“[There was an] insert page that was mailed along with the VBM ballot which shows that $.70 postage is required. The envelope does not show the amount. It is not on the envelope because we use these envelopes for all types of elections. With all types of elections the postage can be different each time. It depends on the size of the ballot card and how many ballot cards. We have an agreement with the post office that they are to forward the VBM ballot to us and we pay the additional postage. If a voter gets it back then they can add additional postage, drop off at our office, drop off at our VBM drop off sites on the weekends, or drop on election day at any polling place in the county.”

        Hope that helps. In the future please send questions through tips (http://www.sanjoseinside.com/contact/) rather than a comment on an unrelated post.

        Thanks for reading,


        • Thank you Josh. I am working with Shannon and Elizabeth at Mike Wasserman’s Office to get this and other information out to the community.

    • Come on, get a life no ballot envelope has ever taken a single stamp. Put 2 or 3 if you want to get your vote counted. More than limey the post office will return your envelope if a couple of weeks. Pony up and pay for for vote or go to a voting station. Don’t forget to sign!

      • Another reason, albeit a rather trivial one, to get rid of election “season” and get back to Election Day in which elections are decided by those of us (I know this includes you too Kathleen!) who care enough to make the effort of going to the polling place and casting our ballot in person. A worthwhile tradition that should be restored.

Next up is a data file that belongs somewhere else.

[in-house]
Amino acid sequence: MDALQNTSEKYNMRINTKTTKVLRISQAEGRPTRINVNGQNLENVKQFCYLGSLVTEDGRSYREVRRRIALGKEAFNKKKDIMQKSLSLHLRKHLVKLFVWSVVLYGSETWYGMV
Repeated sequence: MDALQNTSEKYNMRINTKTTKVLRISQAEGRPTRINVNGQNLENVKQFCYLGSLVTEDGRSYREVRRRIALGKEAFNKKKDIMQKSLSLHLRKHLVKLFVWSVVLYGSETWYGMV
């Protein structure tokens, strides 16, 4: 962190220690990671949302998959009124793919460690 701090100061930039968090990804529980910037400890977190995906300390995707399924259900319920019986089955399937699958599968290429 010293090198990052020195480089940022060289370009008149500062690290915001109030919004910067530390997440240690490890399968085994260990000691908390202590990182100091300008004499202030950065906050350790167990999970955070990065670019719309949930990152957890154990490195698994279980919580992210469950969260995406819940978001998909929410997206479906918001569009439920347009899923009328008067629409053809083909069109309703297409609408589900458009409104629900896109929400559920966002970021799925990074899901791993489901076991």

• …Are you serious? This is a primary election. Primaries happen every election cycle. Vote by mail is a modern invention to increase voter participation and even then only a meager 20-ish percent of eligible voters decide to cast a vote.

          If you are unable to grasp the concept of postage by reading the directions, how much easier would it be to get yourself to the poll?! Come on. Stop blaming other people and the inclusive process for your inability to follow directions.

          • VM,
            Evidently your reply was temporarily “lost in the mail”.
            But seriously, maybe we should question the assumption that easier is better.

        • Yes, I agree. Unless you’re physically disabled, or out-of-town on Election Day, you should have to show up in person, in order to vote. One problem with by-mail voting is people wind up casting their ballot one way, perhaps six weeks before the actual election, and then subsequent information comes out that makes it clear their choice wasn’t a wise one (after all, the majority of the information about an election generally comes out within the last few weeks). I got burned that way myself, when I voted for Darrell Issa over Matt Fong in the 1998 Republican U.S. Senatorial primary. By the time Election Day rolled around, I knew enough about Issa that I wished I’d voted for Fong.

  2. No thanks! Don’t need another “chuckie” groupie and the same ole lies and actions. Same goes for all of Chuckie followers on this current council. Tired of this council tearing down this city.

    Time for a change. Vote Cortese !

    • A vote for Cortese is a vote for the politics of Shirakawa. I hear he is helping Dave on his direct mail campaign.

      • “I hear” Do you believe in Santa Claus as well? I guess you believe in this corrupt city council as well. You sound like Chuck when you make up stuff like this.

        • Keep drinking that union kool-aid. The difference is that Central Labor wraps itself in self-righteousness on the backs of working people who far too often don’t benefit from Ben Field’s actions.